GoToXY. Key in coordinates (lat/long, MGRS, National Grid, and others) and zoom to them on the map. Simple but valuable!

Solar Radiation in Spatial Analyst. Many types of analysis (landscape design, building solar housesï¿1⁄2) require knowing where the sun is and how much heat/light reaches different parts of the world. That data and the tools to use them are available as part of Spatial Analyst Solar Radiation tools.

PDF. It's easy to write out a PDF of a map from ArcGIS desktop. The recipient who opens it in Adobe Reader can now turn layers on and off.

CAD. There are two big innovations for CAD. First, the georeferencing tools that are used for images can now be used for CAD files. Second, there's an option to display the CAD file "just like" it appears in the CAD program, complete with line types, colors etc.

Viewer Windows. The presentation was made much easier to see by those of us in the audience because the presenter used the magnifier window. He used it to "blow up" small options on dialogs or details on the map. It's also possible to open a "regular" (non-magnifying) window and use it while working with any ArcGIS tools. It was particularly handy when georeferencing a CAD file.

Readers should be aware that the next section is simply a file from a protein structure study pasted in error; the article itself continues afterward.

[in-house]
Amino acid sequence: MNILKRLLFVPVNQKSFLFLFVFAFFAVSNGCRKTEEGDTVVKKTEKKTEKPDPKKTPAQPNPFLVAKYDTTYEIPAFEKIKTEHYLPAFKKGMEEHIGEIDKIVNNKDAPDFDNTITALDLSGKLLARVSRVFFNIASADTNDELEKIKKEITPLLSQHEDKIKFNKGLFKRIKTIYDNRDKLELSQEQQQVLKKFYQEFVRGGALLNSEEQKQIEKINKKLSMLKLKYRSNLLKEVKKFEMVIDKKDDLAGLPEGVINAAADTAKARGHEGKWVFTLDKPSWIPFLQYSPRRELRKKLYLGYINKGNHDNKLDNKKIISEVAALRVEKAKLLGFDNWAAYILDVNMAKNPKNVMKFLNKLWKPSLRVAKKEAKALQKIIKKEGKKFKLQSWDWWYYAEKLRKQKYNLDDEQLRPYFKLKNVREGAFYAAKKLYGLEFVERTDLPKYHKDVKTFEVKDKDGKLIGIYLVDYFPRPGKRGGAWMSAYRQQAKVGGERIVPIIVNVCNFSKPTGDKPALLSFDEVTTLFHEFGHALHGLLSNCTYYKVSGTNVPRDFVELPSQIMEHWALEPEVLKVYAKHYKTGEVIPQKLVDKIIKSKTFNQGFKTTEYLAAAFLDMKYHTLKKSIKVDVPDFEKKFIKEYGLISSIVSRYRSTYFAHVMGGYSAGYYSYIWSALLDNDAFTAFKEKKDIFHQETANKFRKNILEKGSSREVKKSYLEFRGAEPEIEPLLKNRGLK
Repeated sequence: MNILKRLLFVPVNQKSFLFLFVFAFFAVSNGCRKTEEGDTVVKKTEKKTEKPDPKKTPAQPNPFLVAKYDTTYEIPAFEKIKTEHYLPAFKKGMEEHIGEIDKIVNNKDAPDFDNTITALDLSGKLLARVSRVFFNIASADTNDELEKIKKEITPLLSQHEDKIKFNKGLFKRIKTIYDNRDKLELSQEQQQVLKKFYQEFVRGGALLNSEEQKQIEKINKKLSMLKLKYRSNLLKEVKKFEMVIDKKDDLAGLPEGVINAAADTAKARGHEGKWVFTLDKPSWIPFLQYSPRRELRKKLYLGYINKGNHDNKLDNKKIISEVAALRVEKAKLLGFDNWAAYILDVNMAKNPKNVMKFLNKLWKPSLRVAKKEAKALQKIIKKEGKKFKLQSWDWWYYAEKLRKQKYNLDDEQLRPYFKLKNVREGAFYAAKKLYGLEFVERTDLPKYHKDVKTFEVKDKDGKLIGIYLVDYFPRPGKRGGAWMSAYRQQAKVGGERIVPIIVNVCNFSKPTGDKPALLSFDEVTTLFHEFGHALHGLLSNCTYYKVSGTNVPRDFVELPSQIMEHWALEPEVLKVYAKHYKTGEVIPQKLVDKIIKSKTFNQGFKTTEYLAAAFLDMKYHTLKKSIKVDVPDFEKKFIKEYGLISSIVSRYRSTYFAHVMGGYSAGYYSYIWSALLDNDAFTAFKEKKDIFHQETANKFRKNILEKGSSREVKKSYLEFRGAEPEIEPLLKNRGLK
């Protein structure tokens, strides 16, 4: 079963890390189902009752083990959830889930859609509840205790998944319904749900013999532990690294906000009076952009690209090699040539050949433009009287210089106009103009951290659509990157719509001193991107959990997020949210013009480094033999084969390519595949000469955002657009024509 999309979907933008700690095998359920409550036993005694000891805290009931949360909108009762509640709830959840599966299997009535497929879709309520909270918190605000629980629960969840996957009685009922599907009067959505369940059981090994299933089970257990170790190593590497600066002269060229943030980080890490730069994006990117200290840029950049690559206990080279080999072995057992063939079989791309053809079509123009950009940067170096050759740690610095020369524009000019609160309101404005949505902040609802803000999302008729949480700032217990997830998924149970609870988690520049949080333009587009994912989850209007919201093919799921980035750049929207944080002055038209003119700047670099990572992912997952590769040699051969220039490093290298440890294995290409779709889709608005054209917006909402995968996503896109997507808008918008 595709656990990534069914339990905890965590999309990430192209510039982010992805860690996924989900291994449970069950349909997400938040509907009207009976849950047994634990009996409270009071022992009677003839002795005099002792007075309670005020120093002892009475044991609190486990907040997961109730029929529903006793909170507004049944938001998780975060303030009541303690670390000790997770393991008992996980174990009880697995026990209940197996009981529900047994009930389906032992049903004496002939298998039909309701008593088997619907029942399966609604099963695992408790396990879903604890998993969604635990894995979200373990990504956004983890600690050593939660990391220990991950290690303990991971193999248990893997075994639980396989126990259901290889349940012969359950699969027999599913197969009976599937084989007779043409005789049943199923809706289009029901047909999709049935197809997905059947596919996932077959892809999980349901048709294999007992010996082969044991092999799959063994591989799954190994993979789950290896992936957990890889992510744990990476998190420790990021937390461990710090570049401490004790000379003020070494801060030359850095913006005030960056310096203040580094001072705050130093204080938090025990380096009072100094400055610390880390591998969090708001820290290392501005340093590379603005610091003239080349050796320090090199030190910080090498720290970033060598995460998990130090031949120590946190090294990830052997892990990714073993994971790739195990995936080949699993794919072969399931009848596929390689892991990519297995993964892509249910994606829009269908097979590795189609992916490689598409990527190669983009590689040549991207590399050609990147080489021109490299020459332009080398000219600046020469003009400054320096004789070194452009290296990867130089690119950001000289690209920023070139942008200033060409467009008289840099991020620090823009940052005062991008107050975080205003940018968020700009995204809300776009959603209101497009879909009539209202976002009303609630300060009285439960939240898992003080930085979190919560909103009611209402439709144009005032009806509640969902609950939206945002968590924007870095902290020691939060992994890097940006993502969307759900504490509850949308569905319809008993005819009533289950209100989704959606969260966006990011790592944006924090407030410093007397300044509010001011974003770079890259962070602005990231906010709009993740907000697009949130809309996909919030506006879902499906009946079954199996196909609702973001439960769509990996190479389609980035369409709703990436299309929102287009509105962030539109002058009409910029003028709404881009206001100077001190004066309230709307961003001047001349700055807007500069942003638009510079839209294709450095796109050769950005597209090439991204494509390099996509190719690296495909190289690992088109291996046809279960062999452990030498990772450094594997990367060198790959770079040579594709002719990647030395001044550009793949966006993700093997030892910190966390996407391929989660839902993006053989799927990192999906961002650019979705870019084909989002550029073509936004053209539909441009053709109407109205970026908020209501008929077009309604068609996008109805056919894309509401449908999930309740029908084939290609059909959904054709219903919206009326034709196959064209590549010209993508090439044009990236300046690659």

Share bookmarks in My Places. Saved bookmarks date back to ArcView 2 (I believe). Now, they can be saved in My Places and applied to multiple MXD files.

Publish and Consume Data Services. ArcGIS Server is indeed a server that can publish any data ArcGIS desktop can consume. But it can also republish other services (also called service chaining). That is, it's possible to use a Web Map Service (WMS) or a KML (Keyhole Markup Language) as an input to ArcGIS Server and publish it out again as part of a new service.

Many of these enhancements and others are illustrated in short flash videos on the ESRI website. The audience in Boston seemed very pleased with the new features and were thinking ahead as to how to implement and use ArcGIS Server in their work.

Published Thursday, October 19th, 2006

Written by Adena Schutzberg